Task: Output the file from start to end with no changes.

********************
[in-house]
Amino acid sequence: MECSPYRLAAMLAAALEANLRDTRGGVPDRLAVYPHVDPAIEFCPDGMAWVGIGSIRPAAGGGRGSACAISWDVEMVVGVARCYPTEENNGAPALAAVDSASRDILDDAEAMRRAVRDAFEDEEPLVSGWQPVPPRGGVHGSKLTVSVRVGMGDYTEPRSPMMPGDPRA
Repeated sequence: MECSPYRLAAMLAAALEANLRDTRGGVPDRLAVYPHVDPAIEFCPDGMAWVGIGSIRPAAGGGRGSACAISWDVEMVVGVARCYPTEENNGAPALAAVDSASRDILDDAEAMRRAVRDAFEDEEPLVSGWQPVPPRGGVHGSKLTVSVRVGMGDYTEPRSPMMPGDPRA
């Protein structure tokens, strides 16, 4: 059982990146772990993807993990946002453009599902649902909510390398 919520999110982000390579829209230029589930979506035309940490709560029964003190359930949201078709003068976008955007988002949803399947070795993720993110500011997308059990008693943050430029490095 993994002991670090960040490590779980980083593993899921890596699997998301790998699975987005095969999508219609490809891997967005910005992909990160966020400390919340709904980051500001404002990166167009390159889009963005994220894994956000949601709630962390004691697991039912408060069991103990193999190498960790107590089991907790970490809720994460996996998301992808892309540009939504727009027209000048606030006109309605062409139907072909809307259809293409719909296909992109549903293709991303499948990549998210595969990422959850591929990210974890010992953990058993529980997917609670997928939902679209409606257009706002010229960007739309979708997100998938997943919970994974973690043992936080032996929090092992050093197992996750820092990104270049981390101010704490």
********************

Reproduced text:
[in-house]
Amino acid sequence: MECSPYRLAAMLAAALEANLRDTRGGVPDRLAVYPHVDPAIEFCPDGMAWVGIGSIRPAAGGGRGSACAISWDVEMVVGVARCYPTEENNGAPALAAVDSASRDILDDAEAMRRAVRDAFEDEEPLVSGWQPVPPRGGVHGSKLTVSVRVGMGDYTEPRSPMMPGDPRA
Repeated sequence: MECSPYRLAAMLAAALEANLRDTRGGVPDRLAVYPHVDPAIEFCPDGMAWVGIGSIRPAAGGGRGSACAISWDVEMVVGVARCYPTEENNGAPALAAVDSASRDILDDAEAMRRAVRDAFEDEEPLVSGWQPVPPRGGVHGSKLTVSVRVGMGDYTEPRSPMMPGDPRA
């Protein structure tokens, strides 16, 4: 059982990146772990993807993990946002453009599902649902909510390398 919520999110982000390579829209230029589930979506035309940490709560029964003190359930949201078709003068976008955007988002949803399947070795993720993110500011997308059990008693943050430029490095 993994002991670090960040490590779980980083593993899921890596699997998301790998699975987005095969999508219609490809891997967005910005992909990160966020400390919340709904980051500001404002990166167009390159889009963005994220894994956000949601709630962390004691697991039912408060069991103990193999190498960790107590089991907790970490809720994460996996998301992808892309540009939504727009027209000048606030006109309605062409139907072909809307259809293409719909296909992109549903293709991303499948990549998210595969990422959850591929990210974890010992953990058993529980997917609670997928939902679209409606257009706002010229960007739309979708997100998938997943919970994974973690043992936080032996929090092992050093197992996750820092990104270049981390101010704490």